Tell us about your tour vehicle.
We’re pretty nimble. Sometimes it’s just the two of us so we’ll fly and rent minivans. Sometimes we take a bus and a crew. Oh god it’s so sad to write this. I hope we tour again someday.
How do you eat cheaply and/or healthy while on tour?
In the old days, we became pros at cobbling together not-disgusting meals at truck stops. There’s always random packages of nuts in there, and a sad basket of bananas near the register. Wash it down with a Naked Juice Green Machine (which only looks healthy) and you’re on your way. They even sell vitamins, but I never trusted those. Now we keep a blender on the bus for smoothies, and there’s almost always a vegan place near the venue or at the airport. It’s gotten easier.
How many strings do you break in a typical year? How much does it cost to replace them?
I break zero and Kenneth breaks a lot and they are free – thank you Martin!
Where do you rehearse?
Our rehearsal spaces are our houses and hotels and green rooms and bus lounges and back alleys and rooftops and conference rooms. Always hilarious to get a noise complaint at the hotel. We’re literally playing lullabies.
What was the title and a sample lyric from the first song that you wrote?
One of the first songs we wrote when we met each other was “Milk Carton Kid” and we named ourselves after it. We’ve made many other mistakes since then, too.
Describe your first gig.
Our first real gig together was a complete hometown triumph — a sold-out show at LA’s legendary McCabe’s Guitar Shop. Most of the people there were our friends and family, though we had each built up a modest local following over the previous years as solo artists. It all coalesced into the best gig either of us had ever played. After that night, it took us years to have another show as well-attended.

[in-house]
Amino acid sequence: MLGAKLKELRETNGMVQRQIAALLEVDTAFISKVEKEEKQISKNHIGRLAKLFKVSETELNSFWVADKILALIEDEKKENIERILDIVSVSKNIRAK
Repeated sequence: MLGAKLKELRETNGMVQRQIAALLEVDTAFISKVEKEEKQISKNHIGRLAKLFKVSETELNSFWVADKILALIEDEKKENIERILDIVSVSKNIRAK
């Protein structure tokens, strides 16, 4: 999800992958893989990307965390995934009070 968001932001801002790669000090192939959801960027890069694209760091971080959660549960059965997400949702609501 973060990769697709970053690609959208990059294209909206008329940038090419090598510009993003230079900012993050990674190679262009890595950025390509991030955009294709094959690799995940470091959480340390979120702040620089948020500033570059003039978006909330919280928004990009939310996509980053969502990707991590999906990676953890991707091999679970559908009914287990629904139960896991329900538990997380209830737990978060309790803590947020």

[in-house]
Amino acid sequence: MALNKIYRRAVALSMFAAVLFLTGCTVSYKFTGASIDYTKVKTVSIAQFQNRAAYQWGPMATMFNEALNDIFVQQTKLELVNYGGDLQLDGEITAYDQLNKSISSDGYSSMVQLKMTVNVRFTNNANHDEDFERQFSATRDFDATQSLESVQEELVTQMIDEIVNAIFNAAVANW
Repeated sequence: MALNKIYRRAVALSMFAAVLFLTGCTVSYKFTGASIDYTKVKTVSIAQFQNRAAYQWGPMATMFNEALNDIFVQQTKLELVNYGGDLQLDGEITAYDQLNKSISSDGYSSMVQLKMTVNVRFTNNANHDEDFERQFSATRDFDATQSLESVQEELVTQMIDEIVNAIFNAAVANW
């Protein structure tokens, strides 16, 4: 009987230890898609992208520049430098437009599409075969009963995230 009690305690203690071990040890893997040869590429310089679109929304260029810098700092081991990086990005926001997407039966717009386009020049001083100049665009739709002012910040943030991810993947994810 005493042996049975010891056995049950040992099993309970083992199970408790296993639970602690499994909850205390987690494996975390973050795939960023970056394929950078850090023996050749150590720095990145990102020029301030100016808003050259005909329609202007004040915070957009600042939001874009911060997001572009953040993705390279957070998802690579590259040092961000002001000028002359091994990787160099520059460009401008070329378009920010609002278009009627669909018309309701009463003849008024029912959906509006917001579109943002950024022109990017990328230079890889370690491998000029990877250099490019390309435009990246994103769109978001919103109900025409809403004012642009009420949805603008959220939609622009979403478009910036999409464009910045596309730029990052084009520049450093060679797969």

What was your last day job? What was your favorite day job?
My favorite job was pizza delivery boy in high school. It was in a fancy neighborhood so I’d drive around listening to music all evening, get rich people tips, eat a free dinner, and get off in time to go out afterward. I got fired cause I forgot to show up for the second time in a month, but I would take that job again today.
How has your music-related income changed over the past 5-10 years? What do you expect it to look like 5-10 years from now?
Live performance makes up at least 80% of our income. It’ll be nice when that comes back. Most venues in North America will not survive the shut-down without government assistance. This is true for a lot of industries, but venues were the first to close and will be the last to open and we have a bad habit of not funding the arts in this country. Organizations like NIVA are lobbying for a targeted rescue package and I desperately hope they succeed.
What one thing do you know now that you had wished you knew when you started your career in music?
That no matter what happened, I wouldn’t be able to stop.